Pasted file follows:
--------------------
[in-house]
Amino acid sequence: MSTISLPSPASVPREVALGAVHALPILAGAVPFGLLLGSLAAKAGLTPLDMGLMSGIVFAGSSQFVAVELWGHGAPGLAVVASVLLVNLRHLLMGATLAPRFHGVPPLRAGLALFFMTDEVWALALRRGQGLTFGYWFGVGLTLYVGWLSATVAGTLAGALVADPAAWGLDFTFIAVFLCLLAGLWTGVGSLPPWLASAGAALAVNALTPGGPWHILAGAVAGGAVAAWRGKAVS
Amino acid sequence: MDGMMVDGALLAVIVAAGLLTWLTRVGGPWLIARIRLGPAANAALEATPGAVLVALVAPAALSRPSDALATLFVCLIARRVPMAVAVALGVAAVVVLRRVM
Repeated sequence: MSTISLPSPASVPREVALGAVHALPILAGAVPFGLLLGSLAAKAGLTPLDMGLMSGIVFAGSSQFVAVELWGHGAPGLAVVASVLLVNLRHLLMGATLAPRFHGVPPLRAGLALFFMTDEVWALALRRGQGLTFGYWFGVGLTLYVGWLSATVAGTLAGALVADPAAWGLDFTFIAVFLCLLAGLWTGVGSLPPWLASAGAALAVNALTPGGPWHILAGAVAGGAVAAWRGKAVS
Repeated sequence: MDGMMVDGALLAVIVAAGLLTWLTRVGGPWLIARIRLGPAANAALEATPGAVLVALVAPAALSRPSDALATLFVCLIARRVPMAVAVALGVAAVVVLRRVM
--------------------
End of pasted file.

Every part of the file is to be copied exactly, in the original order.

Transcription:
[in-house]
Amino acid sequence: MSTISLPSPASVPREVALGAVHALPILAGAVPFGLLLGSLAAKAGLTPLDMGLMSGIVFAGSSQFVAVELWGHGAPGLAVVASVLLVNLRHLLMGATLAPRFHGVPPLRAGLALFFMTDEVWALALRRGQGLTFGYWFGVGLTLYVGWLSATVAGTLAGALVADPAAWGLDFTFIAVFLCLLAGLWTGVGSLPPWLASAGAALAVNALTPGGPWHILAGAVAGGAVAAWRGKAVS
Amino acid sequence: MDGMMVDGALLAVIVAAGLLTWLTRVGGPWLIARIRLGPAANAALEATPGAVLVALVAPAALSRPSDALATLFVCLIARRVPMAVAVALGVAAVVVLRRVM
Repeated sequence: MSTISLPSPASVPREVALGAVHALPILAGAVPFGLLLGSLAAKAGLTPLDMGLMSGIVFAGSSQFVAVELWGHGAPGLAVVASVLLVNLRHLLMGATLAPRFHGVPPLRAGLALFFMTDEVWALALRRGQGLTFGYWFGVGLTLYVGWLSATVAGTLAGALVADPAAWGLDFTFIAVFLCLLAGLWTGVGSLPPWLASAGAALAVNALTPGGPWHILAGAVAGGAVAAWRGKAVS
Repeated sequence: MDGMMVDGALLAVIVAAGLLTWLTRVGGPWLIARIRLGPAANAALEATPGAVLVALVAPAALSRPSDALATLFVCLIARRVPMAVAVALGVAAVVVLRRVM